"My parents’ generation thought it was the ugliest stuff in the world,” said photographer John Margolies in a 2015 interview with the Washington Post. “I liked places where everything was screaming for attention: ‘Look at me. Look at me.’”

Margolies spent much of his life capturing tens of thousands of images of the disappearing vernacular architecture of the United States, the roadside attractions, kitschy themed motels, miniature golf courses, and doughnut-shaped doughnut shops that characterized the postwar auto boom and the golden age of middle-class road travel. New York Times architecture critic Paul Goldberger referred to him as an architectural historian, saying that he "led dozens of his colleagues toward an appreciation of those buildings that might be called the exclamation points of the landscape."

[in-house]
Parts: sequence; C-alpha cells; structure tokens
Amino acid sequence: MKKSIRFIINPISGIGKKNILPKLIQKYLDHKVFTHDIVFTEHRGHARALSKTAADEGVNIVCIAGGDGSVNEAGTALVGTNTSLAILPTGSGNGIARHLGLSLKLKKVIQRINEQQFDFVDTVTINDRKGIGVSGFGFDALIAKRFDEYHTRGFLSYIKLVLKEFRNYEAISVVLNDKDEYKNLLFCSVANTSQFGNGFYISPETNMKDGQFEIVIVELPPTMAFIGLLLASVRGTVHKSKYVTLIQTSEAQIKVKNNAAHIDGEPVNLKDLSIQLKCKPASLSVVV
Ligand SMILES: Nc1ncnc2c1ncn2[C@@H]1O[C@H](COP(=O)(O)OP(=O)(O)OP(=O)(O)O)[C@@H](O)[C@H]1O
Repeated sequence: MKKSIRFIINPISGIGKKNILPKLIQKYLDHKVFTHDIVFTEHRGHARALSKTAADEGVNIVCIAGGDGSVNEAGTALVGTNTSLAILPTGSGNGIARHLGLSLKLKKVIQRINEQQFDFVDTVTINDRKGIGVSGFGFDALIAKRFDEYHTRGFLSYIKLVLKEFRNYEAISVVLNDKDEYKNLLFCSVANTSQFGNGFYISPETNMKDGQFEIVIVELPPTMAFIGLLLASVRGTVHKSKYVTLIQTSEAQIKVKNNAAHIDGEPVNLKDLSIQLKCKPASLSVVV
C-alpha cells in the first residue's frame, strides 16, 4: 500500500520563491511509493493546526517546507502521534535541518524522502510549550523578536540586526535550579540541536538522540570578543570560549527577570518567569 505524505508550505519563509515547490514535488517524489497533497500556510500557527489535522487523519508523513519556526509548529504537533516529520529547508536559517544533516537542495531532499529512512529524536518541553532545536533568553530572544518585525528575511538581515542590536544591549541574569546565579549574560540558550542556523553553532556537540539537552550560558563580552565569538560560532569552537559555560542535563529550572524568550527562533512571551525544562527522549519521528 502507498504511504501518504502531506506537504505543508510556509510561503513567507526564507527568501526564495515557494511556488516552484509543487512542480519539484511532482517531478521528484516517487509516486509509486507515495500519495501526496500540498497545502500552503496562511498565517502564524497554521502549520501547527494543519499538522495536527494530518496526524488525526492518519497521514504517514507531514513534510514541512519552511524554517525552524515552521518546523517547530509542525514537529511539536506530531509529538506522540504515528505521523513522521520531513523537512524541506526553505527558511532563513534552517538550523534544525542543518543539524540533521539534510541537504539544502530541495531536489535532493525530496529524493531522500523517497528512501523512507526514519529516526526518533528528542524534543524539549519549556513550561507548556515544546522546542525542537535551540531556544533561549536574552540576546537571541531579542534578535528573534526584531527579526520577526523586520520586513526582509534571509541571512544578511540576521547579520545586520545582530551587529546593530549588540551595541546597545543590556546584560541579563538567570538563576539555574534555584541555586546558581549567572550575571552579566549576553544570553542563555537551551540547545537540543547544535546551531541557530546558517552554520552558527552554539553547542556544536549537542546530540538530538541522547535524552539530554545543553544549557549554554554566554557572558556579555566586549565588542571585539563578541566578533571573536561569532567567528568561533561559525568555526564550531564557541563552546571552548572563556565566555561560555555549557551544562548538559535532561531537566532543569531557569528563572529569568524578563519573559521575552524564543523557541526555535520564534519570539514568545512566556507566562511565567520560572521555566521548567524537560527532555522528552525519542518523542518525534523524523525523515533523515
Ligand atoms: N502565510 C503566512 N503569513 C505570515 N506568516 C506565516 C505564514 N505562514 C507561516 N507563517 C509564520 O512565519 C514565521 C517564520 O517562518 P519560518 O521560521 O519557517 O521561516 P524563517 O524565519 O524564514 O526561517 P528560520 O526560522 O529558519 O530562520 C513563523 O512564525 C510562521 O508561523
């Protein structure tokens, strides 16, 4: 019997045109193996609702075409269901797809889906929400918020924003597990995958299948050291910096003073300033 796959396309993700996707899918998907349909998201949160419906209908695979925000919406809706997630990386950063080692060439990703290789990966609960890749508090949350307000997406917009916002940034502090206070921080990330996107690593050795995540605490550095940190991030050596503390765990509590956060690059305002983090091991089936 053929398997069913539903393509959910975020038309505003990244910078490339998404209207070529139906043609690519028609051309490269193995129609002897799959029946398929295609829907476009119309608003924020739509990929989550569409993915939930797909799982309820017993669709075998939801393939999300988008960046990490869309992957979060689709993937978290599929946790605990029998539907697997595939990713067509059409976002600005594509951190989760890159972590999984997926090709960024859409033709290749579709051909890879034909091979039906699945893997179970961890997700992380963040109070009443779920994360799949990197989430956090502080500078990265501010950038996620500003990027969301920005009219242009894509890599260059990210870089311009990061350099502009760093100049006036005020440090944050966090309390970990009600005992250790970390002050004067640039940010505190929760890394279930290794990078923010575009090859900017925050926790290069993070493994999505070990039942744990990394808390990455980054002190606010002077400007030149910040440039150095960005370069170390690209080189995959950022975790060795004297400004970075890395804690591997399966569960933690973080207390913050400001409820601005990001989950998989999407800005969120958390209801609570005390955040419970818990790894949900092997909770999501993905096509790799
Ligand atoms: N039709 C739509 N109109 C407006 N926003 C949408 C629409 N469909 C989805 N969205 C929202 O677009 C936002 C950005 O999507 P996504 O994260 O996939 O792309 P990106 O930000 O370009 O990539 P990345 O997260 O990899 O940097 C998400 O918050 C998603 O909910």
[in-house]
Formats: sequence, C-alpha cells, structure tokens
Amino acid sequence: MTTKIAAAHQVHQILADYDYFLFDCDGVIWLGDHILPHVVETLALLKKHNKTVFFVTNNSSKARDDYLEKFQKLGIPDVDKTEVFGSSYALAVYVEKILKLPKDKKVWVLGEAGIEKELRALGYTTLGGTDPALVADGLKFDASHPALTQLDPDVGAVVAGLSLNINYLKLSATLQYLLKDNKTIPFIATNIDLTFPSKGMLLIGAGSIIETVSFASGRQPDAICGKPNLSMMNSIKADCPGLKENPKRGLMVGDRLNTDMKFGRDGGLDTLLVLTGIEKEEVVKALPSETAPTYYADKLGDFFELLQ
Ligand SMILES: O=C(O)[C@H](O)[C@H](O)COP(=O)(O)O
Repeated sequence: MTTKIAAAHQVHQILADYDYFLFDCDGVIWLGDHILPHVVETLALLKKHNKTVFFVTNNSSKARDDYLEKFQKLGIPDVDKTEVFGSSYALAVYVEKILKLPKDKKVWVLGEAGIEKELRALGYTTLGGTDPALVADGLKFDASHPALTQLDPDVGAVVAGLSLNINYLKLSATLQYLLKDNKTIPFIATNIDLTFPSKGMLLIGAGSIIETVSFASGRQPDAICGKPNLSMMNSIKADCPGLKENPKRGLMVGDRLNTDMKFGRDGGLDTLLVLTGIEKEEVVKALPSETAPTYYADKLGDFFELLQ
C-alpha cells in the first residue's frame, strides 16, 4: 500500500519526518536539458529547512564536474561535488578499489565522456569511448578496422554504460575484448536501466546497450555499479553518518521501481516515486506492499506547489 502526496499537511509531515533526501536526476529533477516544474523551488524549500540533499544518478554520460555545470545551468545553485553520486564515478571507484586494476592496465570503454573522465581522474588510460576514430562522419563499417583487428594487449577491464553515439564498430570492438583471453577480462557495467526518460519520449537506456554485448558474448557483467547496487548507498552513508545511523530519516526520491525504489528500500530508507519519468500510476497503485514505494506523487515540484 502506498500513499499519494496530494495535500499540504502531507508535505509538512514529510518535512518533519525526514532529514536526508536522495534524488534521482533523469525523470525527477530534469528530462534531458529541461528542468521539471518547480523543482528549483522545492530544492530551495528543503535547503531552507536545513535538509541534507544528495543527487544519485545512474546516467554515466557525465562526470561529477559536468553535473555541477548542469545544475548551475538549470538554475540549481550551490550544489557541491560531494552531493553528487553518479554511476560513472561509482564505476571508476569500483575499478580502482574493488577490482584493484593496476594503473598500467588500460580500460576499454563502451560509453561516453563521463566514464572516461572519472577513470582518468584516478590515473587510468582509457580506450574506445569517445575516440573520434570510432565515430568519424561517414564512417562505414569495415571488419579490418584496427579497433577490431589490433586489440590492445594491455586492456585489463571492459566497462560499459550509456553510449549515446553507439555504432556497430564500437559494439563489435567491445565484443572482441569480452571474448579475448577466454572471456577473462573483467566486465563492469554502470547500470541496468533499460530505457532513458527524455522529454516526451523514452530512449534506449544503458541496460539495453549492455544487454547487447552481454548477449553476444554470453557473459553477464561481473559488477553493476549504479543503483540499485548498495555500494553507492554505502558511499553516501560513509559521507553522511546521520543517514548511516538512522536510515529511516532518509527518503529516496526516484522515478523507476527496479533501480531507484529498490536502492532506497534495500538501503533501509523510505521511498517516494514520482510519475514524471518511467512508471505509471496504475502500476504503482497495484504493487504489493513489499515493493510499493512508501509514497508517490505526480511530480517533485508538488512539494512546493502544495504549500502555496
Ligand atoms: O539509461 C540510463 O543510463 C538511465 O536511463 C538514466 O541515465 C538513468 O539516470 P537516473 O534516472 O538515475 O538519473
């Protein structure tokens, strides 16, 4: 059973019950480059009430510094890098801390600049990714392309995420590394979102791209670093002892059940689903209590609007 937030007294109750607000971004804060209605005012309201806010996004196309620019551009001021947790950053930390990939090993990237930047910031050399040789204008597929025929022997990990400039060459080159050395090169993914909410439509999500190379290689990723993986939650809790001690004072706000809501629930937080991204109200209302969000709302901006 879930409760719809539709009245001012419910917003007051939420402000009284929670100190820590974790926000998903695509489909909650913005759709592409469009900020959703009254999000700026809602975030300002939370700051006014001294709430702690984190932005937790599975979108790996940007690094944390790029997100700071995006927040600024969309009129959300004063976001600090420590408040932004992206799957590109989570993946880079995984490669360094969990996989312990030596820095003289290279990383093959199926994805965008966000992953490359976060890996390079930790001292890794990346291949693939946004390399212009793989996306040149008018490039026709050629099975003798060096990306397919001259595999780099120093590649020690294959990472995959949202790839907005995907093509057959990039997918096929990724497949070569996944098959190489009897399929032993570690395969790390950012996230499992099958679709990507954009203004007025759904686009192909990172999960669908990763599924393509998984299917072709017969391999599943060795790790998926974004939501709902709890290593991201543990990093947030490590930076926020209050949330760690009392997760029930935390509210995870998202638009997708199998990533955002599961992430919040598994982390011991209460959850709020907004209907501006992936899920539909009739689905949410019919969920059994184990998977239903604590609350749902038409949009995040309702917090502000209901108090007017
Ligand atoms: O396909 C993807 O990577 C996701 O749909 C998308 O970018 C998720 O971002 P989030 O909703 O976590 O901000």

Margolies passed away a year ago at the age of 76 — see his NYT obituary here — and now the trove of his photography is available via this online catalogue from the Library of Congress. While he seems to have spent the bulk of his California road trips in Southern California, in a series of trips between 1978 and 2003, he captured a range of Northern California movie theaters — he was especially a fan of the then defunct Fox Theater in Oakland — motels, gas stations, diners, and the still-extant Delta Queen Car Wash in Campbell, which South Bay residents may be familiar with (it looks like a large Mississippi River steamboat).

Because of his specific area of focus, perhaps it shouldn't be surprising that the collection as it stands now doesn't include a single image of San Francisco — though a Kentucky Fried Chicken in Daly City did make the cut. Nonetheless, it's fun to browse through, and you can explore all of his California images here.

Related: Get A Dose Of Americana With These Amazing '80s Roadside Scenes [DCist]